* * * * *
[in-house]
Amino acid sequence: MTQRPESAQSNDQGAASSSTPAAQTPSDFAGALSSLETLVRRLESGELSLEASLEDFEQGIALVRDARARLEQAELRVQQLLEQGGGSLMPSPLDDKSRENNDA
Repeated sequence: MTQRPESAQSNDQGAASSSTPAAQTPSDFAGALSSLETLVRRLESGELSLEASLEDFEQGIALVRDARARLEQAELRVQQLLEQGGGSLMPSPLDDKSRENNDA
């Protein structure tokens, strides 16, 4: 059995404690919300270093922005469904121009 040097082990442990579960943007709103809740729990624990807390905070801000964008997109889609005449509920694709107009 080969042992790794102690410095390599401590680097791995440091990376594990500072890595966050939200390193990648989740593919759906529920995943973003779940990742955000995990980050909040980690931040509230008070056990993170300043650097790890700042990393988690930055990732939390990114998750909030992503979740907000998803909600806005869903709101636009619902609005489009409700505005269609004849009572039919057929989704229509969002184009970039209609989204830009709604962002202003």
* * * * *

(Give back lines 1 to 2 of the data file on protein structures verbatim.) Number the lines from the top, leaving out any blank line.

[in-house]
Amino acid sequence: MTQRPESAQSNDQGAASSSTPAAQTPSDFAGALSSLETLVRRLESGELSLEASLEDFEQGIALVRDARARLEQAELRVQQLLEQGGGSLMPSPLDDKSRENNDA